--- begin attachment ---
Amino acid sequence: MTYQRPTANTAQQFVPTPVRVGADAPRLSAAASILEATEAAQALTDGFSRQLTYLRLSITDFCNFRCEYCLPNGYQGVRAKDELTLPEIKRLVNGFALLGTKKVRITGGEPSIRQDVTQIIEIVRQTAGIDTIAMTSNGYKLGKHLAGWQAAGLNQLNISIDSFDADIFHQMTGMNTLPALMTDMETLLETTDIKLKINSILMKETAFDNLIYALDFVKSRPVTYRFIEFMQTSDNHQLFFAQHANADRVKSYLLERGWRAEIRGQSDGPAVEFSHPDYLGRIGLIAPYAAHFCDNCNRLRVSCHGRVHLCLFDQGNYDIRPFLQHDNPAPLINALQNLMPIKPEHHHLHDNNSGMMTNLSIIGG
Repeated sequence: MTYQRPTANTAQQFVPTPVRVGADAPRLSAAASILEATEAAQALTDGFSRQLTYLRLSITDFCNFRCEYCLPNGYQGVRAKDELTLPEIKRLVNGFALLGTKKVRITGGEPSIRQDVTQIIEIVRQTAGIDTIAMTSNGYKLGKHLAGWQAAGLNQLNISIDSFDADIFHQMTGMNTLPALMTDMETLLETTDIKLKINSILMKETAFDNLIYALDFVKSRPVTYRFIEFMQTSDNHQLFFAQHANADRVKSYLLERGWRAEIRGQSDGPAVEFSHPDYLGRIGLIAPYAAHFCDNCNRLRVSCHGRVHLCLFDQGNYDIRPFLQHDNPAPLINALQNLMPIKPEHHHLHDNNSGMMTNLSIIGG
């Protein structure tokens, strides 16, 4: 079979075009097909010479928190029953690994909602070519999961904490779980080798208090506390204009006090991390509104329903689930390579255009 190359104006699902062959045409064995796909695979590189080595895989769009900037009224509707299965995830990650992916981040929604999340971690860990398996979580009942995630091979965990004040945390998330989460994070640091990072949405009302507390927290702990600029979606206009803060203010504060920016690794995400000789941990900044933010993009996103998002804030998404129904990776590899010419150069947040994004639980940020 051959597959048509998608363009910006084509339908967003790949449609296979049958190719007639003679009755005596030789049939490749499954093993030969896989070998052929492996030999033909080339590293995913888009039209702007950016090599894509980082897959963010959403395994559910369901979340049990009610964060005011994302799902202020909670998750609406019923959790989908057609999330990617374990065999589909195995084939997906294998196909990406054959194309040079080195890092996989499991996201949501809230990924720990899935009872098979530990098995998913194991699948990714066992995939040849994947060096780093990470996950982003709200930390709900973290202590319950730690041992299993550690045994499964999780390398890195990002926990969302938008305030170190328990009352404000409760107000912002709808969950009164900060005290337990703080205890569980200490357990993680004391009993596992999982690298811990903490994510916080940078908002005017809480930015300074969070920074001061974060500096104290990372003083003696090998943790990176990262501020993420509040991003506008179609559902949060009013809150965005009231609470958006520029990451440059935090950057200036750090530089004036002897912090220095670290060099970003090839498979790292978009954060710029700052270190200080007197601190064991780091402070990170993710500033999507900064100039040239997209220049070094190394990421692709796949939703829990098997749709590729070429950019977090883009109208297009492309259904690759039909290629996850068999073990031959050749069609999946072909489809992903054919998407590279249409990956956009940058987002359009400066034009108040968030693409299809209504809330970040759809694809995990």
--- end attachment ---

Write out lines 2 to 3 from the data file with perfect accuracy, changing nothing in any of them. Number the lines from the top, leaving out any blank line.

Repeated sequence: MTYQRPTANTAQQFVPTPVRVGADAPRLSAAASILEATEAAQALTDGFSRQLTYLRLSITDFCNFRCEYCLPNGYQGVRAKDELTLPEIKRLVNGFALLGTKKVRITGGEPSIRQDVTQIIEIVRQTAGIDTIAMTSNGYKLGKHLAGWQAAGLNQLNISIDSFDADIFHQMTGMNTLPALMTDMETLLETTDIKLKINSILMKETAFDNLIYALDFVKSRPVTYRFIEFMQTSDNHQLFFAQHANADRVKSYLLERGWRAEIRGQSDGPAVEFSHPDYLGRIGLIAPYAAHFCDNCNRLRVSCHGRVHLCLFDQGNYDIRPFLQHDNPAPLINALQNLMPIKPEHHHLHDNNSGMMTNLSIIGG
């Protein structure tokens, strides 16, 4: 079979075009097909010479928190029953690994909602070519999961904490779980080798208090506390204009006090991390509104329903689930390579255009 190359104006699902062959045409064995796909695979590189080595895989769009900037009224509707299965995830990650992916981040929604999340971690860990398996979580009942995630091979965990004040945390998330989460994070640091990072949405009302507390927290702990600029979606206009803060203010504060920016690794995400000789941990900044933010993009996103998002804030998404129904990776590899010419150069947040994004639980940020 051959597959048509998608363009910006084509339908967003790949449609296979049958190719007639003679009755005596030789049939490749499954093993030969896989070998052929492996030999033909080339590293995913888009039209702007950016090599894509980082897959963010959403395994559910369901979340049990009610964060005011994302799902202020909670998750609406019923959790989908057609999330990617374990065999589909195995084939997906294998196909990406054959194309040079080195890092996989499991996201949501809230990924720990899935009872098979530990098995998913194991699948990714066992995939040849994947060096780093990470996950982003709200930390709900973290202590319950730690041992299993550690045994499964999780390398890195990002926990969302938008305030170190328990009352404000409760107000912002709808969950009164900060005290337990703080205890569980200490357990993680004391009993596992999982690298811990903490994510916080940078908002005017809480930015300074969070920074001061974060500096104290990372003083003696090998943790990176990262501020993420509040991003506008179609559902949060009013809150965005009231609470958006520029990451440059935090950057200036750090530089004036002897912090220095670290060099970003090839498979790292978009954060710029700052270190200080007197601190064991780091402070990170993710500033999507900064100039040239997209220049070094190394990421692709796949939703829990098997749709590729070429950019977090883009109208297009492309259904690759039909290629996850068999073990031959050749069609999946072909489809992903054919998407590279249409990956956009940058987002359009400066034009108040968030693409299809209504809330970040759809694809995990």